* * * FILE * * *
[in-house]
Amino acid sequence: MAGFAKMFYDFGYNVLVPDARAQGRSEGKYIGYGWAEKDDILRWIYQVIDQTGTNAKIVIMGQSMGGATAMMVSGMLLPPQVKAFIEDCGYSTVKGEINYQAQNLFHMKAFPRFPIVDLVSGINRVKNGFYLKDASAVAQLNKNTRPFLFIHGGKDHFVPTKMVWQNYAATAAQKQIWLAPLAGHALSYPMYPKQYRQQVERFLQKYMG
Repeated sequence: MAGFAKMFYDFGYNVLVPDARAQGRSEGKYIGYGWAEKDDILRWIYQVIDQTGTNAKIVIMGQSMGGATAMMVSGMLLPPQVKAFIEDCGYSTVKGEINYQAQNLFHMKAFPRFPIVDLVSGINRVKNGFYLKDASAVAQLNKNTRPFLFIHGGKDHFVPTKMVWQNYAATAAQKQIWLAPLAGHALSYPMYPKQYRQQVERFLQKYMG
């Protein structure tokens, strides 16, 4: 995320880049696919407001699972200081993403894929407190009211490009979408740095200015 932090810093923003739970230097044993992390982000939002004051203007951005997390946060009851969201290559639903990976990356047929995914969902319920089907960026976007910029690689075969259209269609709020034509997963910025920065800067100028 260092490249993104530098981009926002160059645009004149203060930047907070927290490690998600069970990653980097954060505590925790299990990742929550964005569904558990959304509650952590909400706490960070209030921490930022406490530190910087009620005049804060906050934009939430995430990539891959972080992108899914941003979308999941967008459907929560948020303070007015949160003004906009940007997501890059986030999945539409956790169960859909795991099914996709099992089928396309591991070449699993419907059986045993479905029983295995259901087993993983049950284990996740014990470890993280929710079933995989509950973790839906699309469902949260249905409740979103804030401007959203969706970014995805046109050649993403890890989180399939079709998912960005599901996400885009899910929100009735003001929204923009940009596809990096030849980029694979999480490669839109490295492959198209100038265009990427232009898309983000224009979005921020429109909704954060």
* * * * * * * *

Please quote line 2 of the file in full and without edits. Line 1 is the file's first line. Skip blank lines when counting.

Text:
Amino acid sequence: MAGFAKMFYDFGYNVLVPDARAQGRSEGKYIGYGWAEKDDILRWIYQVIDQTGTNAKIVIMGQSMGGATAMMVSGMLLPPQVKAFIEDCGYSTVKGEINYQAQNLFHMKAFPRFPIVDLVSGINRVKNGFYLKDASAVAQLNKNTRPFLFIHGGKDHFVPTKMVWQNYAATAAQKQIWLAPLAGHALSYPMYPKQYRQQVERFLQKYMG